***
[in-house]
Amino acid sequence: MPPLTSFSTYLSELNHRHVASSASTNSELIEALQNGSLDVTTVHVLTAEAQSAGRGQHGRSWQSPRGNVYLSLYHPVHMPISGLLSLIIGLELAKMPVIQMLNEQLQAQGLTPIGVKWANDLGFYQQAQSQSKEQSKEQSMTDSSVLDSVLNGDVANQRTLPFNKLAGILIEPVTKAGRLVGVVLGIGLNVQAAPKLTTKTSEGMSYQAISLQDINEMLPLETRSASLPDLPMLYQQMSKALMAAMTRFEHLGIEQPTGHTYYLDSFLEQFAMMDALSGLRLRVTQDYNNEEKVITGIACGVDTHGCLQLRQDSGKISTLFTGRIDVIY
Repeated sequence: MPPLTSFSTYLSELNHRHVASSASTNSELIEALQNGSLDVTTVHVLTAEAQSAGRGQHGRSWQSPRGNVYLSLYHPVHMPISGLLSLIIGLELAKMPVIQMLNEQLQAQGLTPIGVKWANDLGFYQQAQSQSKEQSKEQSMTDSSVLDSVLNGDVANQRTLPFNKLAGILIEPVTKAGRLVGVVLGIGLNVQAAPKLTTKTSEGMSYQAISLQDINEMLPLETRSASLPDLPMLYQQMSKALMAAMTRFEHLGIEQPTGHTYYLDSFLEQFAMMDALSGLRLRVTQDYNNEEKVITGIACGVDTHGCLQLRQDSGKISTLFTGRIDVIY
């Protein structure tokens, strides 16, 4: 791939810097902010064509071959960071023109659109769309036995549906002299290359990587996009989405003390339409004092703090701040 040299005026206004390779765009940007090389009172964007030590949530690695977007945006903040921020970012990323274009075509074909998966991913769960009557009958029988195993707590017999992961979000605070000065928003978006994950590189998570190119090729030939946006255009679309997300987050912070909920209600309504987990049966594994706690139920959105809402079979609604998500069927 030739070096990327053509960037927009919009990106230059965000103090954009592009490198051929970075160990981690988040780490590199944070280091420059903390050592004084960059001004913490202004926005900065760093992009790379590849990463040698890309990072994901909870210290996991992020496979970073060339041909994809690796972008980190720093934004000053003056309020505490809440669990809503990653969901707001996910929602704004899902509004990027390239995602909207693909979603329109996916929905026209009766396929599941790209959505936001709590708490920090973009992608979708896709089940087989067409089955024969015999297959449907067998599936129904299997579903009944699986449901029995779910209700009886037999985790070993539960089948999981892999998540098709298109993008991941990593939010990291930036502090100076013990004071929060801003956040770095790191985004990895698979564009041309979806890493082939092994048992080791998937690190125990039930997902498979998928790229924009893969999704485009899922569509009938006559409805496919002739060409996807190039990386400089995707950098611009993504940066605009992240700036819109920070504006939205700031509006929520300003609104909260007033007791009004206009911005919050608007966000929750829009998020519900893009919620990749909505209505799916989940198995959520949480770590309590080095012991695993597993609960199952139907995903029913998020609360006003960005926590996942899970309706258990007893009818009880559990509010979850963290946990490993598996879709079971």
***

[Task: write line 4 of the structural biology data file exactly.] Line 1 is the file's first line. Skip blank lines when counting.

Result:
């Protein structure tokens, strides 16, 4: 791939810097902010064509071959960071023109659109769309036995549906002299290359990587996009989405003390339409004092703090701040 040299005026206004390779765009940007090389009172964007030590949530690695977007945006903040921020970012990323274009075509074909998966991913769960009557009958029988195993707590017999992961979000605070000065928003978006994950590189998570190119090729030939946006255009679309997300987050912070909920209600309504987990049966594994706690139920959105809402079979609604998500069927 030739070096990327053509960037927009919009990106230059965000103090954009592009490198051929970075160990981690988040780490590199944070280091420059903390050592004084960059001004913490202004926005900065760093992009790379590849990463040698890309990072994901909870210290996991992020496979970073060339041909994809690796972008980190720093934004000053003056309020505490809440669990809503990653969901707001996910929602704004899902509004990027390239995602909207693909979603329109996916929905026209009766396929599941790209959505936001709590708490920090973009992608979708896709089940087989067409089955024969015999297959449907067998599936129904299997579903009944699986449901029995779910209700009886037999985790070993539960089948999981892999998540098709298109993008991941990593939010990291930036502090100076013990004071929060801003956040770095790191985004990895698979564009041309979806890493082939092994048992080791998937690190125990039930997902498979998928790229924009893969999704485009899922569509009938006559409805496919002739060409996807190039990386400089995707950098611009993504940066605009992240700036819109920070504006939205700031509006929520300003609104909260007033007791009004206009911005919050608007966000929750829009998020519900893009919620990749909505209505799916989940198995959520949480770590309590080095012991695993597993609960199952139907995903029913998020609360006003960005926590996942899970309706258990007893009818009880559990509010979850963290946990490993598996879709079971």